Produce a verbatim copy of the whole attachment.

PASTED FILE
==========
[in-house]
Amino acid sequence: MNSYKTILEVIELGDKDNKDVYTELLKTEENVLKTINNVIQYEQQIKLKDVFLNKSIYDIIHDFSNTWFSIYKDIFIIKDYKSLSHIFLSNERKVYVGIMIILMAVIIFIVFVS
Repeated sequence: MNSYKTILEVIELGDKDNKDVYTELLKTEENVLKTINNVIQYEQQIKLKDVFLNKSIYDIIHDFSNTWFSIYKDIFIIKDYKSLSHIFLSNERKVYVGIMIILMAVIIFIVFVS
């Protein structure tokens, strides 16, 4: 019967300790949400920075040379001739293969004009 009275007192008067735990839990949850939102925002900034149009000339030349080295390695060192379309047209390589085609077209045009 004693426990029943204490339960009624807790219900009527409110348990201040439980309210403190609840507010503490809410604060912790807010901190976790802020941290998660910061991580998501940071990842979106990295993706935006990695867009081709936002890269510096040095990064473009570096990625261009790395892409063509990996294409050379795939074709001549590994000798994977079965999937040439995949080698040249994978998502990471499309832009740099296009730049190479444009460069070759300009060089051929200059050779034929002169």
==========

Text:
[in-house]
Amino acid sequence: MNSYKTILEVIELGDKDNKDVYTELLKTEENVLKTINNVIQYEQQIKLKDVFLNKSIYDIIHDFSNTWFSIYKDIFIIKDYKSLSHIFLSNERKVYVGIMIILMAVIIFIVFVS
Repeated sequence: MNSYKTILEVIELGDKDNKDVYTELLKTEENVLKTINNVIQYEQQIKLKDVFLNKSIYDIIHDFSNTWFSIYKDIFIIKDYKSLSHIFLSNERKVYVGIMIILMAVIIFIVFVS
């Protein structure tokens, strides 16, 4: 019967300790949400920075040379001739293969004009 009275007192008067735990839990949850939102925002900034149009000339030349080295390695060192379309047209390589085609077209045009 004693426990029943204490339960009624807790219900009527409110348990201040439980309210403190609840507010503490809410604060912790807010901190976790802020941290998660910061991580998501940071990842979106990295993706935006990695867009081709936002890269510096040095990064473009570096990625261009790395892409063509990996294409050379795939074709001549590994000798994977079965999937040439995949080698040249994978998502990471499309832009740099296009730049190479444009460069070759300009060089051929200059050779034929002169």